Chromium propionate supplementation alters animal growth performance, carcass characteristics, and skeletal muscle properties in feedlot steers

Jessica O. Baggerman, Zachary K. Smith, Alex J. Thompson, Jongkyoo Kim, Jerilyn E. Hergenreder, Whitney Rounds, Bradley J. Johnson

Research output: Contribution to journalArticlepeer-review

Abstract

The objective of this study was to evaluate the effects of increasing concentrations of Cr propionate (CrP) on feedlot performance, blood parameters, carcass characteristics, and skeletal muscle fiber properties in feedlot steers. Crossbred steers (n = 32; 367 ± 2.5 kg; 16 pens; 2 hd/pen) were blocked by body weight (BW), and treatment was randomly assigned to pen: (1) 0 mg added Cr/kg diet dry matter (DM) (control), (2) 0.15 mg added Cr/kg diet DM (CrP; KemTRACE Chromium 0.04%, Kemin Industries, Des Moines, IA), (3) 0.30 mg added Cr/kg diet DM, and (4) 0.45 mg added Cr/kg diet DM. Steers were fed ad libitum, and the treatment was top-dressed at the time of feeding. Body weights, blood samples, and longissimus biopsies were collected before feeding on days 0, 28, 56, 91, 119, and 147. Blood sera were harvested for analysis of glucose, insulin, sera urea nitrogen, and non-esterified fatty acid concentrations. Longissimus biopsies were collected for gene expression, protein expression, and immunohistochemical (IHC) analysis. Pen was the experimental unit for live and carcass data, and steer was the experimental unit with day as a repeated measure for sera and IHC analyses. For the entire duration of the trial, a linear increase in average daily gain (ADG) (P = 0.01) and improvement in G:F was observed (P = 0.01) with no change in DMI (P = 0.11) with increasing CrP. A linear increase in hot carcass weight (HCW) (P ≤ 0.01) with no other changes in carcass composition were noted (P ≥ 0.38) as the level of dietary CrP increased. There was no effect of treatment on any sera parameters measured (P ≥ 0.10). No difference was detected for gene or protein expression of glucose transporter type 4 (GLUT4) due to CrP supplementation (P ≥ 0.10). For skeletal muscle fiber distribution and cross-sectional area, there was no effect of treatment (P ≥ 0.10). Density of total GLUT4 did not change due to CrP (P ≥ 0.10). Internalization of GLUT4 was increased in the 0.30 and 0.45 mg/kg treatments (P < 0.01). For total nuclei density and myonuclei density, there were treatment × day interaction tendencies (P ≤ 0.08). Supplementation of CrP did not alter density of satellite cells (P ≥ 0.10). The number of transporters located in the sarcolemma of skeletal muscle fibers did decrease, implying fewer proteins were needed to transport extracellular glucose into the muscle fiber. Therefore, CrP may augment cellular function and growth via increased efficiency of GLUT4 function. These results indicated CrP increases BW, ADG, and HCW, without changes in circulating sera parameters or total GLUT4 expression.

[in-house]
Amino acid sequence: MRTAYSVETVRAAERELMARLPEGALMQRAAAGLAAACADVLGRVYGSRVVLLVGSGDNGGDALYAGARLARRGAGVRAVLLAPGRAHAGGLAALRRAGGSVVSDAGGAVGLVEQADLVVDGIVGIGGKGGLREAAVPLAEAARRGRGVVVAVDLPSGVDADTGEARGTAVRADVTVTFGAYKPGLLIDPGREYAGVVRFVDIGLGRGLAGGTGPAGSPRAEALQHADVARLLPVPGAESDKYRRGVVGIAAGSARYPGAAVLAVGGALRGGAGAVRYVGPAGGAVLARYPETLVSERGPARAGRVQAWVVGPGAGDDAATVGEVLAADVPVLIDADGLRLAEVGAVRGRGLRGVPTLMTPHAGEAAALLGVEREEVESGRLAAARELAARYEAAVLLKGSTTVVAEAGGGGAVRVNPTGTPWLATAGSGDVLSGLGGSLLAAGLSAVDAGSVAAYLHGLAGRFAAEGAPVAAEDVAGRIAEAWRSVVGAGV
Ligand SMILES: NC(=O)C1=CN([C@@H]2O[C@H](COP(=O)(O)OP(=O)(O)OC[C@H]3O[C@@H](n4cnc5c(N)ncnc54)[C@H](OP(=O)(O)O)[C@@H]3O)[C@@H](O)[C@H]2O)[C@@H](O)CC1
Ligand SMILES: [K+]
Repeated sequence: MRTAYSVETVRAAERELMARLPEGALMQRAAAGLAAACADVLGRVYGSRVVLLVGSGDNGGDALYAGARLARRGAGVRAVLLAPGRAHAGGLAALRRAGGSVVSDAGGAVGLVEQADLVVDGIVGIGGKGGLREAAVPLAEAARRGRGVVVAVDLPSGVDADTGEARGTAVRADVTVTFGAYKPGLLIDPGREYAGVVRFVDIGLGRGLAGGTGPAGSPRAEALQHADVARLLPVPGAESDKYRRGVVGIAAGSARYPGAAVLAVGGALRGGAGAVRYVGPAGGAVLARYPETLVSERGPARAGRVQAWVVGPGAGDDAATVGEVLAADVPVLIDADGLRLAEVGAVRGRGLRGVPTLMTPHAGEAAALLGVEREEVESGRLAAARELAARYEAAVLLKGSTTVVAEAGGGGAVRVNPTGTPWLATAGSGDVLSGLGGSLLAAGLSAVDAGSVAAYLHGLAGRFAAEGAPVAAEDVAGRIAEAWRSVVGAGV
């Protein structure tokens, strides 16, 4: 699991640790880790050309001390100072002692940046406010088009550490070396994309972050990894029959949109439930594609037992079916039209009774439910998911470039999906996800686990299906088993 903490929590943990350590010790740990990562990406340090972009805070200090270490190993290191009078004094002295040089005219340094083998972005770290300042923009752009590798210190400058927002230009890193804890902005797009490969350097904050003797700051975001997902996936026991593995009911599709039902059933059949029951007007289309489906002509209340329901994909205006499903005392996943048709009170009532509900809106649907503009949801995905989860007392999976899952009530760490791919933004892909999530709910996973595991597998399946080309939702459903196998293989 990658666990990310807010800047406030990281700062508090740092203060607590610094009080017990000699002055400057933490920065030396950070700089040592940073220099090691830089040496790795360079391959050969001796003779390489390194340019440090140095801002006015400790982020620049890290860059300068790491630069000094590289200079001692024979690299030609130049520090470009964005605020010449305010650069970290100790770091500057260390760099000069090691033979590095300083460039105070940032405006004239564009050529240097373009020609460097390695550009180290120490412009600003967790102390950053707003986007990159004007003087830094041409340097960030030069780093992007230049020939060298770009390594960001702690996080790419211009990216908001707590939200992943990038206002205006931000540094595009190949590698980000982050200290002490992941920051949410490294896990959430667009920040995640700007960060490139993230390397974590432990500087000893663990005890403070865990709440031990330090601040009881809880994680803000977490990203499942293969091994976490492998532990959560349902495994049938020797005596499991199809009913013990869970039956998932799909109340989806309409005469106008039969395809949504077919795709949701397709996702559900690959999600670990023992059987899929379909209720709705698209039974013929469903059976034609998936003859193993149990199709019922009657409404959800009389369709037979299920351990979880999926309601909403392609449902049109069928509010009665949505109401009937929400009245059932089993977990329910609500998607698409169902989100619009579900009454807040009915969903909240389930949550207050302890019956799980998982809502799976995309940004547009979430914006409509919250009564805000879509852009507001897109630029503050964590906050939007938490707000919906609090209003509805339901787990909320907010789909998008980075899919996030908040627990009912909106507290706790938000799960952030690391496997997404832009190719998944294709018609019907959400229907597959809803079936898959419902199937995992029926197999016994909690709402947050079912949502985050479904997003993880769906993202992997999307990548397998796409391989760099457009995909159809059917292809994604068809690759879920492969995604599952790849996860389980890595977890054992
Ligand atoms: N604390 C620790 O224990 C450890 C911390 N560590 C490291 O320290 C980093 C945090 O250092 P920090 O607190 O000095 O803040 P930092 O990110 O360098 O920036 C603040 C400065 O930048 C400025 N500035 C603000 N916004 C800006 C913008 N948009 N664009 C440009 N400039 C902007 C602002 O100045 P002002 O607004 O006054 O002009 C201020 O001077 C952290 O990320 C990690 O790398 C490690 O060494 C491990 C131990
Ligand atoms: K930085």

Original languageEnglish
Pages (from-to)1-14
Number of pages14
JournalTranslational Animal Science
Volume4
Issue number3
DOIs
StatePublished - Jul 1 2020

Keywords

  • Beef cattle
  • Biopsy
  • GLUT4
  • Skeletal muscle

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